Have you been met with any backlash from Egyptian society?

MB. Yes of course, especially now when I talk about more controversial topics like virginity and hymens. It’s understandable that people will be defensive and possibly aggressive towards someone who is challenging their entire belief/cultural system. I don’t blame them. 

The evidence I’m providing is changing a lot of people’s lives, by showing them the truth. Women are realizing they’ve spent years of their lives completely in the dark, this realization in and of itself is threatening to many. We are living in an ultra-patriarchal society, which basically loves to oppress women and hates the idea of women becoming more liberated and fearless.

What do you feel as though is the most important message to give across to Egyptian women in relation to what you do and their overall health and well-being?


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✨What is a doula? I get this question a lot. And I’ll keep answering it a lot, ‘cause doulas are one of the greatest investments you can make for a positive, informed and empowered pregnancy & birth experience. A doula is a person trained to provide information, advice, emotional and physical comfort & support to parents before, during and after childbirth. Doulas are educators, advocates, coaches, best friends and overall support for both parents. Doulas are an essential and indispensable tool that every family needs on their birth team. You can’t run a marathon without training and a doula is your perfect companion and guide throughout your pregnancy and birth journey. Have more questions? Send me a DM! Stay curious! ✨ Images via @toninicholephoto @katiszi @chelseabootsman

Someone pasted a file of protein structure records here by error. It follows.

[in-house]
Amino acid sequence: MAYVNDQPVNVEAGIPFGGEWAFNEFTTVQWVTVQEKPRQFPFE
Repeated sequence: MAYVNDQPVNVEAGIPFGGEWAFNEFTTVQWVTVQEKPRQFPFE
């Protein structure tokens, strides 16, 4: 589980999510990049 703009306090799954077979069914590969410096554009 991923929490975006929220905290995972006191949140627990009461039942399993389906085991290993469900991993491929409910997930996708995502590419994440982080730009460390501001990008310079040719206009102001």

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MB. I find that many women ask questions with answers that are readily available with a simple Google search. So, start asking questions. Start researching independently for the answers to your questions. Don’t settle for one diagnosis. Don’t settle for a health care provider who won’t listen, or dismisses you or tells you it’s nothing. Don’t settle for a health care provider who tells you that your problems will improve after marriage. If you want to be an empowered woman, you must do the work. Don’t just rely on my page. Listen to my videos or read my posts, then go on and research some more.